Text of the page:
Predictions you might be glad didn’t come true
We all know what did happen in 2020. Any thoughts about what didn’t? To answer that question, I checked out the list Bob Larkin compiled of far-out 2020 predictions made during the last century that were for the most part a “no-show.”
For example, podiatrists might have something to say about how Richard Clement Lucas lectured in 1911 that the human foot would turn into one big toe. I think personal helicopters sound a lot more promising. However, just as Popular Mechanics was way off with its 1949 prediction that computers would weigh 1.5 tons by 2000 which were hand-held by then, its 1951 forecast that by now family cars would be replaced by choppers has parents with teenagers “itching to drive” breathing a sigh of relief that didn’t happen.
Staying with the transportation theme, in 1959, Navy submarine U.S.S. Barbero used a rocket to send 3,000 letters addressed to political figures such as Dwight D. Eisenhower. For missile aficionados, the nuclear warhead was replaced with mail containers and the missile was launched towards the Naval Auxiliary Air Station where the mail was then successfully delivered. Proclaiming the test a total success, Postmaster General, Arthur E. Summerfield predicted that mail could be delivered within hours to anywhere in the world. We may not have rocket mail, but we did get electronic mail known as email.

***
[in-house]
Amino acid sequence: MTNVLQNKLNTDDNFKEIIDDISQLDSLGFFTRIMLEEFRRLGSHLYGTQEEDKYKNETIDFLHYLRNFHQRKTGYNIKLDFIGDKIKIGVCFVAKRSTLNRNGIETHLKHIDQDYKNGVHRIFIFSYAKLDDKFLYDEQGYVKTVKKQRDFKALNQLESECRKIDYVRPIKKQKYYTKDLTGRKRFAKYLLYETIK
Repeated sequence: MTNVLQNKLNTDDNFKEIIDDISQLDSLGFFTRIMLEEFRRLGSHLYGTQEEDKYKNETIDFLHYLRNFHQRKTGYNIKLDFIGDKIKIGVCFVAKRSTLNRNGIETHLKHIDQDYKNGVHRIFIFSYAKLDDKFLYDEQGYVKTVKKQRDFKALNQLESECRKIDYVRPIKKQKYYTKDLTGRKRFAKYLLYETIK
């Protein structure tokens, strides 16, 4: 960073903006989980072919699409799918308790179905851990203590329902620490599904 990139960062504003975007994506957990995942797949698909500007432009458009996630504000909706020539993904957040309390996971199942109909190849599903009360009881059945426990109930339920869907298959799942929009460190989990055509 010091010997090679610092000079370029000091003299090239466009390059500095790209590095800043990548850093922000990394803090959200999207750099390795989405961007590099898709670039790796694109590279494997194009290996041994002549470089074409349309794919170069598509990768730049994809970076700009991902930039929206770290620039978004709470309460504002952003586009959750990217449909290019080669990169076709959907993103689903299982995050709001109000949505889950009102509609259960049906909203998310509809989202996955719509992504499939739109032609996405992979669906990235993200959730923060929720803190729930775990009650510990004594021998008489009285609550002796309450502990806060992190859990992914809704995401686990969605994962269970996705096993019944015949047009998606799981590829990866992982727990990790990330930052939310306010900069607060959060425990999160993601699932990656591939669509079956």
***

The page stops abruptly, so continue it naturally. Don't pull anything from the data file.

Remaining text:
For fans of 2001: A Space Odyssey, this far-out prediction is for you. According to the website, Inverse, Arthur C. Clarke, co-writer of the screenplay and inventor, science writer, and futurist, believed that the boring houses of the 1960’s would be replaced by moveable houses an owner could relocate just for a change of scenery. He predicted that entire communities could go south for the winter and return to original locations during the summer. Makes me think of the movie, Up which was such a creative premise but in reality wouldn’t really “fly.”
Are you curious about the future of our language? Ladies Home Journal was in 1900 when the magazine asked John Elfreth Watkins Jr., for his educated guesses about language by the 21st century. Strange they chose Watkins since he was the Smithsonian Institution’s curator of mechanical technology. Not a fan of extraneous letters, he predicted that C, X, and Q would be eliminated from the alphabet and that we’d communicate with condensed words. Half right, each year Merriam-Webster’s dictionary adds “shorthand” words such as guac and avo or the less obvious–TL; DR for “Too long, didn’t read.” Okay, time to wrap this up until next month.
Originally published in the Orange County Register, January 14, 2021